Lyme disease is a tick-borne infection that is transmitted when the blacklegged tick (or “deer tick”) bites and feeds on the blood of a host. There are two types of hosts: the reservoir host and the incidental host.
In the case of Lyme disease, the white-footed mouse is currently recognized as the main reservoir host. This rodent lives in the tick’s habitat, and after it first becomes infected, will then spread the disease by infecting every other tick that bites it.
Humans and pets are incidental hosts (or “dead end hosts”), because they do not live in the tick’s natural habitat, but only come into contact with the bug by chance outdoors, and do not necessarily transmit Lyme disease to other ticks.
Because it can be transmitted so relatively easily, Lyme disease has become the fastest growing vector-borne disease in the United States – with CDC annual estimates of nationwide human cases increasing from 30,000 to more than 300,000 in 2013. So, by the CDC’s own admission, the actual number of infections is likely ten times greater than their previous annual estimate.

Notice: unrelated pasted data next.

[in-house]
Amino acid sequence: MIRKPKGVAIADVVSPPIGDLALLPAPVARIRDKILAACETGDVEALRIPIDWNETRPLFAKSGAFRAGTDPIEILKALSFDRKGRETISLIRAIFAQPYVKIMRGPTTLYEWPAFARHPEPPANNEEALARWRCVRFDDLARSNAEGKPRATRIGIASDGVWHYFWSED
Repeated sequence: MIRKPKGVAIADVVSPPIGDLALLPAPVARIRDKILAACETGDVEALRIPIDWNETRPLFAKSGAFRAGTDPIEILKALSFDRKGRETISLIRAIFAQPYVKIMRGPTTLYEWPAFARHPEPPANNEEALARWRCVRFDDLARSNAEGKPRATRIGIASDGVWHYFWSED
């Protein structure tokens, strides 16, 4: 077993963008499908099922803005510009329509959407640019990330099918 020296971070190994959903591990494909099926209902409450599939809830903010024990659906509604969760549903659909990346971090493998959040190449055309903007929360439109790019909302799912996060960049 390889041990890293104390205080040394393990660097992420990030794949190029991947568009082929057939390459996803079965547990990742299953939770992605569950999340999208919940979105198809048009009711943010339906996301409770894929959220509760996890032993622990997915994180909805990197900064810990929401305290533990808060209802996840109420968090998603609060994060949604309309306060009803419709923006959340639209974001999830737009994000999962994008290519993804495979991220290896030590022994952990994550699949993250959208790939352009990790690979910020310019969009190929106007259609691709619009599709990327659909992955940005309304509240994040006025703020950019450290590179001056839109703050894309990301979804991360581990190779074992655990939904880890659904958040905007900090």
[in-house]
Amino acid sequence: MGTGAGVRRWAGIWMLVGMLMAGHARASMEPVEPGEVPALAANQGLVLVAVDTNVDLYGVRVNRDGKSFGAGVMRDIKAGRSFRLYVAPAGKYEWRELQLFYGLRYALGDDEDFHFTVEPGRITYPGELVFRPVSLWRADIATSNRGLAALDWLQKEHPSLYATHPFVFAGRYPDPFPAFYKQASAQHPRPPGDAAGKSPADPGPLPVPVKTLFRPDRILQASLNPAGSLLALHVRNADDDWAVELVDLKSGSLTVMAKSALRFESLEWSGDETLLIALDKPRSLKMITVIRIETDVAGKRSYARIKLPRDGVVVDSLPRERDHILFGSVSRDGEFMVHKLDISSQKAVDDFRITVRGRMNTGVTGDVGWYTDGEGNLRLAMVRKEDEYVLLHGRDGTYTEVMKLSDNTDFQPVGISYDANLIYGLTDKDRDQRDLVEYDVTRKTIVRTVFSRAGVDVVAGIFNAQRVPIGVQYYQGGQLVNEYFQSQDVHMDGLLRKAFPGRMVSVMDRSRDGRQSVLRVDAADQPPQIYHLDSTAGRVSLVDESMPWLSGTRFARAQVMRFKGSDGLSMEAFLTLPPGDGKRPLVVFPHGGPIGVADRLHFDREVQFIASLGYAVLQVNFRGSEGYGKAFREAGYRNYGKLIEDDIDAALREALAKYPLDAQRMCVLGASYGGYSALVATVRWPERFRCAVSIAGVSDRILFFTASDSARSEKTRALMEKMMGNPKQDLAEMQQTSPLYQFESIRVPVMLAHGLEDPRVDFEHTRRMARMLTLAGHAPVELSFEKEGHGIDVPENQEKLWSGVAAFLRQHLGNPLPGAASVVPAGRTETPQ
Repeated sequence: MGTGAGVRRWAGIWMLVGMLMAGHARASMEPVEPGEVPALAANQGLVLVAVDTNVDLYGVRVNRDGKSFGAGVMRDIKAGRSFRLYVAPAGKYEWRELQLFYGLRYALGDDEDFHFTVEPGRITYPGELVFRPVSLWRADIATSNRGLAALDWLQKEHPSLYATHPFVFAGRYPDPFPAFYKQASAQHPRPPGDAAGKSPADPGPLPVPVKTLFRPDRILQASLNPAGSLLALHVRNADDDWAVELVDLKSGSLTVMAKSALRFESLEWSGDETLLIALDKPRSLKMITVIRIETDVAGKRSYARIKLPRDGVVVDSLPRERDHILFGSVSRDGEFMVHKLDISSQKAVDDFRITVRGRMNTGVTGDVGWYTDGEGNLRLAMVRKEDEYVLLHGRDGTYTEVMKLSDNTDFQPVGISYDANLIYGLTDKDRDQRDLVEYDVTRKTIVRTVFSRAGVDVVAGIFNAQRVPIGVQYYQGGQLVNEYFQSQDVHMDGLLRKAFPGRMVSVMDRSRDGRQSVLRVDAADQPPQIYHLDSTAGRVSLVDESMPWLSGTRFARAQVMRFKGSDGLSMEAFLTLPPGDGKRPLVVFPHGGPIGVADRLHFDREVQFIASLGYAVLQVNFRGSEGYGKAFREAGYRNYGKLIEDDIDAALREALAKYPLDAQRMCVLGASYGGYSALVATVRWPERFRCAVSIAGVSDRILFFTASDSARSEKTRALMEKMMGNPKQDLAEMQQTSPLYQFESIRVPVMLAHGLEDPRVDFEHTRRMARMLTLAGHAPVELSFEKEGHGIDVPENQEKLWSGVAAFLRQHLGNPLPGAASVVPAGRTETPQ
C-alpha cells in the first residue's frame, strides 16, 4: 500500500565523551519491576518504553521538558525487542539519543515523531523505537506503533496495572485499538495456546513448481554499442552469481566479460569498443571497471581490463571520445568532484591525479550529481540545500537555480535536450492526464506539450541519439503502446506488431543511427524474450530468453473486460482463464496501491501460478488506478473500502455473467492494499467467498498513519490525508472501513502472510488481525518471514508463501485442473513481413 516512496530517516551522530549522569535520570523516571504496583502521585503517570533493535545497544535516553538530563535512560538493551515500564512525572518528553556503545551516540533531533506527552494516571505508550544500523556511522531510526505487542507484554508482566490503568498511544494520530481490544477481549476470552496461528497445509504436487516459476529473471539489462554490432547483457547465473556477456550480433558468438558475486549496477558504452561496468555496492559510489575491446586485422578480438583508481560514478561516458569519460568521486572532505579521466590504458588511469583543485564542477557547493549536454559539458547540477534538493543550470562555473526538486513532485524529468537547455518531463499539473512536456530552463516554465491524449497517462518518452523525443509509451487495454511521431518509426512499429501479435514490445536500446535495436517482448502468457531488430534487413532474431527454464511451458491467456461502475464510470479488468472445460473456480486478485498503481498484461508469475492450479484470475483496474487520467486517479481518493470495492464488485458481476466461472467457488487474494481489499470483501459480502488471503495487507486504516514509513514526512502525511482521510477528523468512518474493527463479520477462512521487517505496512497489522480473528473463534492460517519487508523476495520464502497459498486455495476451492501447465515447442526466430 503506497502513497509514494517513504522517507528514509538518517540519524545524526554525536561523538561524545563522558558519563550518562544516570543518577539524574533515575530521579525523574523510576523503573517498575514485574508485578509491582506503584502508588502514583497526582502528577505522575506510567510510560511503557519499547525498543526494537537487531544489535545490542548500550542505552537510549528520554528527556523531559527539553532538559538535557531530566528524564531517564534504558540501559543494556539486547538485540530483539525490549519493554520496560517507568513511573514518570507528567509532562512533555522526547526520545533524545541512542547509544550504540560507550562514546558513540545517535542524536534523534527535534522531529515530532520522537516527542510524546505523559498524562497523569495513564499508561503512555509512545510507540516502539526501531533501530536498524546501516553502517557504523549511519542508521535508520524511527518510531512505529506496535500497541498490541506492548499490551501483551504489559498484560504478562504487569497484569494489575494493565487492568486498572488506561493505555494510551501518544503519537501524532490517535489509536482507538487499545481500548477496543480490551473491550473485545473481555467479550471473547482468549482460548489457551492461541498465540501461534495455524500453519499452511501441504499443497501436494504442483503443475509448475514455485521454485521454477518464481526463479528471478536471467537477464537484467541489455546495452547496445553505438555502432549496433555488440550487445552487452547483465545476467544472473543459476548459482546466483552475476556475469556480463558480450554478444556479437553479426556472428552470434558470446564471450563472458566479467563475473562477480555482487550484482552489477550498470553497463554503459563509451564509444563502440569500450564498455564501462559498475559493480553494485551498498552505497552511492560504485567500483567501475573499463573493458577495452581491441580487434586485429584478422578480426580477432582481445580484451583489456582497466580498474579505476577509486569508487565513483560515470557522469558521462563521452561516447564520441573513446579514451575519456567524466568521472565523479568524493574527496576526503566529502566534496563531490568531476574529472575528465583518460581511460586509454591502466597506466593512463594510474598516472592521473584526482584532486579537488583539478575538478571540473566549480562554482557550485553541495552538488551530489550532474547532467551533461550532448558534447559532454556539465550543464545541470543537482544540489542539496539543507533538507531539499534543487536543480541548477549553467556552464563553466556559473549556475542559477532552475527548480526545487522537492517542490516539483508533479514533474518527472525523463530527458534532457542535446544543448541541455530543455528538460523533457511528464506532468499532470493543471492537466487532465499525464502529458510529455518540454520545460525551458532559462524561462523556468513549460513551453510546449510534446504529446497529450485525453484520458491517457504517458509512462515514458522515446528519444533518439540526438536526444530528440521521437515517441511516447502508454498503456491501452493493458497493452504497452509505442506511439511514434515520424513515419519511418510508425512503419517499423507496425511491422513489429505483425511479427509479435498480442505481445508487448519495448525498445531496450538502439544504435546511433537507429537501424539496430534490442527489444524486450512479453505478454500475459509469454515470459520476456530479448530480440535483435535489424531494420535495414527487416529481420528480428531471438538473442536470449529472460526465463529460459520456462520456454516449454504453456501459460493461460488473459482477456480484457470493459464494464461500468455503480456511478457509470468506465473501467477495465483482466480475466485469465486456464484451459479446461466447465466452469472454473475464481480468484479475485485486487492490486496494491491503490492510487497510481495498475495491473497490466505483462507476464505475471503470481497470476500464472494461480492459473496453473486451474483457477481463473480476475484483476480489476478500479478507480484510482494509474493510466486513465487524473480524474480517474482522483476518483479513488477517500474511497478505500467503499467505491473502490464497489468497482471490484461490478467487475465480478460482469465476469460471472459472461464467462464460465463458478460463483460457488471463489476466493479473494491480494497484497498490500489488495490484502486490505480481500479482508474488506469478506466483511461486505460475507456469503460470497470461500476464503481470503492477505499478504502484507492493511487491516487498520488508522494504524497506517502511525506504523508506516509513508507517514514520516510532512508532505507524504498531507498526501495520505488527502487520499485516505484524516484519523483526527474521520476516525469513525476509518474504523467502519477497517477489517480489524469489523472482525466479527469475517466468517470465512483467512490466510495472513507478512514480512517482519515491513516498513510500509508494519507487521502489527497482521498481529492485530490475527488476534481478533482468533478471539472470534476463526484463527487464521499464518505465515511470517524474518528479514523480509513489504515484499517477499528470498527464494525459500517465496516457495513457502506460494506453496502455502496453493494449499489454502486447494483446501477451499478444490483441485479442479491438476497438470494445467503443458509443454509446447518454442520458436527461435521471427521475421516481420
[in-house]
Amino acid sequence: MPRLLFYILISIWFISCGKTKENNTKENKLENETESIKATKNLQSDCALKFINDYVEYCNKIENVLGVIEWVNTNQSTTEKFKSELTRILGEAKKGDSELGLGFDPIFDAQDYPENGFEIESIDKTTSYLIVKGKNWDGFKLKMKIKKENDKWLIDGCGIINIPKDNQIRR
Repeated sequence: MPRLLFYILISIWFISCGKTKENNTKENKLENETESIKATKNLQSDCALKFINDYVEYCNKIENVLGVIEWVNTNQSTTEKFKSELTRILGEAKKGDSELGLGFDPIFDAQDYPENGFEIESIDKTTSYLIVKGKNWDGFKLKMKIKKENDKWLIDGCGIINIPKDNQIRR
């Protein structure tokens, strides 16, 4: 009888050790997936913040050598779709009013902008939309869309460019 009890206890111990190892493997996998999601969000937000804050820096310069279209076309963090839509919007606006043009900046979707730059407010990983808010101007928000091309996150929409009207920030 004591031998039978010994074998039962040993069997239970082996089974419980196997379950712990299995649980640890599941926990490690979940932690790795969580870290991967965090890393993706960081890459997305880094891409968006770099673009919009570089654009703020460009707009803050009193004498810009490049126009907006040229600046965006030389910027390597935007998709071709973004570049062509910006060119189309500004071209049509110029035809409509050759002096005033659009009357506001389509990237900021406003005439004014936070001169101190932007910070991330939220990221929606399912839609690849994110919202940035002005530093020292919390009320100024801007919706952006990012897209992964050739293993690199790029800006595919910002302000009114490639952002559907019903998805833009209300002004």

However, diagnosing the disease is difficult because of the faulty Western Blot and ELISA tests that the CDC requires to confirm a case of Lyme. These tests detect antibodies that the human immune system creates to combat a Lyme infection, instead of detecting the disease, itself.
And, because the immune system takes a while to recognize the infection and manufacture antibodies, by the time the current blood testing will be effective, the infection has already had weeks to take hold. And, even then, these tests are highly fallible.
Without accurate testing, the majority of Lyme sufferers must rely on a clinical diagnosis from a physician who recognizes the symptoms of an infection.
Such physicians are typically called “Lyme-literate doctors” (or LLMDs). However, at ILC, we prefer to call these practitioners “Lyme-experienced”, because confronting Lyme is about knowledge, not literacy. There are scores of physicians out there who have simply have not had access to the full breadth of research about Lyme disease or the clinical experience dealing with the illness to recognize the tell-tale signs of Lyme disease and its associated illnesses.
For more information on the Western Blot and ELISA tests and clinical diagnoses, visit our Diagnosis page.